By David Salvaire
A senior researcher at Curtin University says the rehabilitation program created by executed Bali Nine member Myuran Sukumaran could benefit WA prisoners.
The program established five years ago is a business model that allows inmates to sell artworks through local shops and use the profits to buy arts materials and receive an income.
Dr Dot Goulding from Curtin University, who spent time with Mr Sukumaran at the Kerobokan prison, is critical of the state government’s current rehabilitation models.
“Most of the programs have never been evaluated to see how effective they are.
“They don’t encourage prisoners to look inwardly at themselves and reflect on the harm they’ve done to their victims, their families and communities,” Dr Goulding says.
“A key aspect of the program established by Sukumaran is the personal development of the prisoners through the mentoring they received and gave.”
Corrective Services Arts Coordinator Abdul Abdullah says the programs in place in WA rehabilitate offenders through education.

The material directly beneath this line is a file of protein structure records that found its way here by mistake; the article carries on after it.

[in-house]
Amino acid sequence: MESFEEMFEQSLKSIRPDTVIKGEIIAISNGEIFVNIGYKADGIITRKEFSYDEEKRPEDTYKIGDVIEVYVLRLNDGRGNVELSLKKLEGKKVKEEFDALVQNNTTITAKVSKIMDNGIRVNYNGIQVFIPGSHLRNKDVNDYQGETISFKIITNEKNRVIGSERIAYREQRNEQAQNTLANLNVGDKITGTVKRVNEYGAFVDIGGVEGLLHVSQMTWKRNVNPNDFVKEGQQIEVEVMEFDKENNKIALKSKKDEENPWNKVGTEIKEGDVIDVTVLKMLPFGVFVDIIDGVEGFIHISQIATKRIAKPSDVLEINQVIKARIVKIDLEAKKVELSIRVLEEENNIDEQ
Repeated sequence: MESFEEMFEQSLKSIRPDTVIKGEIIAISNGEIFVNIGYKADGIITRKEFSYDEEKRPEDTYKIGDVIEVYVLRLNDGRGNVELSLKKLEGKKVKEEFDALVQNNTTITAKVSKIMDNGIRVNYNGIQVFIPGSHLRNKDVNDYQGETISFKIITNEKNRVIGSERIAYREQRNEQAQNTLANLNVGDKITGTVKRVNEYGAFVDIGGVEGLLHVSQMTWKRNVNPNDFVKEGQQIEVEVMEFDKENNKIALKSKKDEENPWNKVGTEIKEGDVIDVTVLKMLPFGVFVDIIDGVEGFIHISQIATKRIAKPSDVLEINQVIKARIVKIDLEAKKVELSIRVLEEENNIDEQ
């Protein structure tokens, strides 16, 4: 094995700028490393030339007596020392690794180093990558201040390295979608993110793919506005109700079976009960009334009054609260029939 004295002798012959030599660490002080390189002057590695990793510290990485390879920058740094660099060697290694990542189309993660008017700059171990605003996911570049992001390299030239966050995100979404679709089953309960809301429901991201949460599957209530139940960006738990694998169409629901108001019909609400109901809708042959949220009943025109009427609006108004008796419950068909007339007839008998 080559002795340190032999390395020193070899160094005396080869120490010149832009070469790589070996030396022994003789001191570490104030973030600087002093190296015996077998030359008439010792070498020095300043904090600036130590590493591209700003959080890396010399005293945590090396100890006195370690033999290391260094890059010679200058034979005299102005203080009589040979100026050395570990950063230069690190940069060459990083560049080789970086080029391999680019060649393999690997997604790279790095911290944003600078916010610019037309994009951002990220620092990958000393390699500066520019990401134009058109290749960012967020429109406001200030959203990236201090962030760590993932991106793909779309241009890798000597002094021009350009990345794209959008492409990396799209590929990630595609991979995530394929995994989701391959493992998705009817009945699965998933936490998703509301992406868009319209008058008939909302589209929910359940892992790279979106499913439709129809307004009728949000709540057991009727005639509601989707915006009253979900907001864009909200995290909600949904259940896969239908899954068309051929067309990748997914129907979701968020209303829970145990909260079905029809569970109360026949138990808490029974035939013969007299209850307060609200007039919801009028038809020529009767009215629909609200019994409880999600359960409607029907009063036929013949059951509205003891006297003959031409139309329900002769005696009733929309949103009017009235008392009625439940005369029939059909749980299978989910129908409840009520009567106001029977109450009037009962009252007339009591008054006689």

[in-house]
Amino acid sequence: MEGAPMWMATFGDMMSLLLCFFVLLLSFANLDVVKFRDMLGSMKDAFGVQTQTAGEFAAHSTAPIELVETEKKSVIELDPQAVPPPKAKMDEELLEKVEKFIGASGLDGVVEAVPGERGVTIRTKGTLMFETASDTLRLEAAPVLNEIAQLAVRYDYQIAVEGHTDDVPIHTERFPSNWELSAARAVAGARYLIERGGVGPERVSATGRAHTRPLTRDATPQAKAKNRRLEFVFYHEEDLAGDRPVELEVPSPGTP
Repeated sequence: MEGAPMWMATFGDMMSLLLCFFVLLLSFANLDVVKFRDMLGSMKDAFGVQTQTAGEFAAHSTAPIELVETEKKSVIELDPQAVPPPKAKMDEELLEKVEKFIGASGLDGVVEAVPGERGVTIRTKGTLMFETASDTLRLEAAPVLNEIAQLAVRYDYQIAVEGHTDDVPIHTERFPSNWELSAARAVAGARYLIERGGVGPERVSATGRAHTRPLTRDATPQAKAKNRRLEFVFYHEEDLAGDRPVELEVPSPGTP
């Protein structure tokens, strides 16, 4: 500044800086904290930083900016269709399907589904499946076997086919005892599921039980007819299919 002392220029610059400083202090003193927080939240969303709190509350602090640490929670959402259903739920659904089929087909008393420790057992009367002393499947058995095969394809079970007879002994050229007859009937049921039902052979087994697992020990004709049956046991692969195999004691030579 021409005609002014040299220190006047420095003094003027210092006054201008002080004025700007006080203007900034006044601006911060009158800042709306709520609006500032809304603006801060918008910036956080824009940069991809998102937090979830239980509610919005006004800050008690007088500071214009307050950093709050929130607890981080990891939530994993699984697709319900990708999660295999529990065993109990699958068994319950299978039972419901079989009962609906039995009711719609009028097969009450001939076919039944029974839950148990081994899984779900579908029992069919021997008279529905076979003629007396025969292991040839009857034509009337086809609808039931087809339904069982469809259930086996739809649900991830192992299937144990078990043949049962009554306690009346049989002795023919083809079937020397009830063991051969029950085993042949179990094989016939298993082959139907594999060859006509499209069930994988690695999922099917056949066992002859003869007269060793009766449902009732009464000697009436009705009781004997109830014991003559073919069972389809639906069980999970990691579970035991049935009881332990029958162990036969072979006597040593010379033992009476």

“There’s a direct link between engagement with these programs and reduced reoffending after the prisoner is released.
“It’s holistic, just by being a student they’re working towards improving themselves,” he says.
Currently in WA, inmates are allowed to purchase their own art materials through prison canteens but can only put 10 items a year up for sale in exhibitions.
Dr Goulding says the Kerobokan prison program needs adjusting before it can work in WA.
“We have a different culture and a different corrective services system so an adaptation of that model may work.
“We just want to open the discussion and see what we can do with what we’ve already got to make rehabilitation more effective rather than just tough,” she says.
“To change things we have to get access to people in corrective services who have the ability to make decisions and this is not easy.”